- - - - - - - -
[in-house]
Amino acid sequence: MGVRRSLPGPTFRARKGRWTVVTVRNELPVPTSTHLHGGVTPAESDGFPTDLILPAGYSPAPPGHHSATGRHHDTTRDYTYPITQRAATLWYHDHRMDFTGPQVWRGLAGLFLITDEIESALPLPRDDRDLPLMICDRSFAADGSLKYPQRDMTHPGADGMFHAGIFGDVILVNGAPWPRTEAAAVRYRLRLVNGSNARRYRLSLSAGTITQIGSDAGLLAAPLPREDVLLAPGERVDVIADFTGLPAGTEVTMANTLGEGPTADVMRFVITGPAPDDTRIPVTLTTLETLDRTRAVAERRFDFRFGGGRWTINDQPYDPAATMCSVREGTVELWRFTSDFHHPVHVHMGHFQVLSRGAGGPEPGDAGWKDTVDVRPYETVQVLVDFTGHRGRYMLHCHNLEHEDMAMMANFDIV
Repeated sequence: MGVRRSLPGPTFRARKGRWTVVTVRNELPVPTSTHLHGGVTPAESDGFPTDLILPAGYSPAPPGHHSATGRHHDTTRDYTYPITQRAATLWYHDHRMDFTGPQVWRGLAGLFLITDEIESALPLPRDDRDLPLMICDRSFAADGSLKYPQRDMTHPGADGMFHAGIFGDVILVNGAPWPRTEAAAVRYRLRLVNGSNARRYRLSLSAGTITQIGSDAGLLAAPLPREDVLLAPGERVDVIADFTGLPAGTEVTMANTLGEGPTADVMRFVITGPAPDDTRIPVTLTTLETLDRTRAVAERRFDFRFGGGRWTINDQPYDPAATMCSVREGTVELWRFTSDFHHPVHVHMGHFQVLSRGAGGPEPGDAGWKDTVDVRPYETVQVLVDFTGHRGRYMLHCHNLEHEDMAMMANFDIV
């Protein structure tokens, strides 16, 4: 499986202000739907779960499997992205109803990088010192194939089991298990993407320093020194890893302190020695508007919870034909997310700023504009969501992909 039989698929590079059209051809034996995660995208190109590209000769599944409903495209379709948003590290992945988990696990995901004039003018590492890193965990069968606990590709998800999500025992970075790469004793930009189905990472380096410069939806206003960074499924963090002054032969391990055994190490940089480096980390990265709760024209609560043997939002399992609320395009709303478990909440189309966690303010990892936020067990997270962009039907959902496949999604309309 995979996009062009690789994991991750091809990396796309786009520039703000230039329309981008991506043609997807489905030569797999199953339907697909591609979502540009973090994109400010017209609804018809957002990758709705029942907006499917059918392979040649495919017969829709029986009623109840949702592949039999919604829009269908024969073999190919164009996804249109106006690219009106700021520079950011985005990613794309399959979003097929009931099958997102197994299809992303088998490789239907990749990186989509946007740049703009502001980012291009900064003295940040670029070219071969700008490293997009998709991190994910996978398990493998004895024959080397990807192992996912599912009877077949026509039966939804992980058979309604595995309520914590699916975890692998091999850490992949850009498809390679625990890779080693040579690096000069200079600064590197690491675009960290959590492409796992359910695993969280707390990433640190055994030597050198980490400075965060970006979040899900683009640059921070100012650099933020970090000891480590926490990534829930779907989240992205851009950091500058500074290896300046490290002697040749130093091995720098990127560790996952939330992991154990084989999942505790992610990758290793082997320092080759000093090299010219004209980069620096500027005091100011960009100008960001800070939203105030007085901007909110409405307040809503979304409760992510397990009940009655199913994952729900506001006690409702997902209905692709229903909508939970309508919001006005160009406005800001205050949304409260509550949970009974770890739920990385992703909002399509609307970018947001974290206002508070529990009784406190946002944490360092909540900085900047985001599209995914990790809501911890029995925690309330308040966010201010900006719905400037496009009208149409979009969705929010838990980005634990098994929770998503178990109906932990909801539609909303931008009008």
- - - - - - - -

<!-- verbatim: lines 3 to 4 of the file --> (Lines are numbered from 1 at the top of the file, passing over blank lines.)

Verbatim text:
Repeated sequence: MGVRRSLPGPTFRARKGRWTVVTVRNELPVPTSTHLHGGVTPAESDGFPTDLILPAGYSPAPPGHHSATGRHHDTTRDYTYPITQRAATLWYHDHRMDFTGPQVWRGLAGLFLITDEIESALPLPRDDRDLPLMICDRSFAADGSLKYPQRDMTHPGADGMFHAGIFGDVILVNGAPWPRTEAAAVRYRLRLVNGSNARRYRLSLSAGTITQIGSDAGLLAAPLPREDVLLAPGERVDVIADFTGLPAGTEVTMANTLGEGPTADVMRFVITGPAPDDTRIPVTLTTLETLDRTRAVAERRFDFRFGGGRWTINDQPYDPAATMCSVREGTVELWRFTSDFHHPVHVHMGHFQVLSRGAGGPEPGDAGWKDTVDVRPYETVQVLVDFTGHRGRYMLHCHNLEHEDMAMMANFDIV
């Protein structure tokens, strides 16, 4: 499986202000739907779960499997992205109803990088010192194939089991298990993407320093020194890893302190020695508007919870034909997310700023504009969501992909 039989698929590079059209051809034996995660995208190109590209000769599944409903495209379709948003590290992945988990696990995901004039003018590492890193965990069968606990590709998800999500025992970075790469004793930009189905990472380096410069939806206003960074499924963090002054032969391990055994190490940089480096980390990265709760024209609560043997939002399992609320395009709303478990909440189309966690303010990892936020067990997270962009039907959902496949999604309309 995979996009062009690789994991991750091809990396796309786009520039703000230039329309981008991506043609997807489905030569797999199953339907697909591609979502540009973090994109400010017209609804018809957002990758709705029942907006499917059918392979040649495919017969829709029986009623109840949702592949039999919604829009269908024969073999190919164009996804249109106006690219009106700021520079950011985005990613794309399959979003097929009931099958997102197994299809992303088998490789239907990749990186989509946007740049703009502001980012291009900064003295940040670029070219071969700008490293997009998709991190994910996978398990493998004895024959080397990807192992996912599912009877077949026509039966939804992980058979309604595995309520914590699916975890692998091999850490992949850009498809390679625990890779080693040579690096000069200079600064590197690491675009960290959590492409796992359910695993969280707390990433640190055994030597050198980490400075965060970006979040899900683009640059921070100012650099933020970090000891480590926490990534829930779907989240992205851009950091500058500074290896300046490290002697040749130093091995720098990127560790996952939330992991154990084989999942505790992610990758290793082997320092080759000093090299010219004209980069620096500027005091100011960009100008960001800070939203105030007085901007909110409405307040809503979304409760992510397990009940009655199913994952729900506001006690409702997902209905692709229903909508939970309508919001006005160009406005800001205050949304409260509550949970009974770890739920990385992703909002399509609307970018947001974290206002508070529990009784406190946002944490360092909540900085900047985001599209995914990790809501911890029995925690309330308040966010201010900006719905400037496009009208149409979009969705929010838990980005634990098994929770998503178990109906932990909801539609909303931008009008």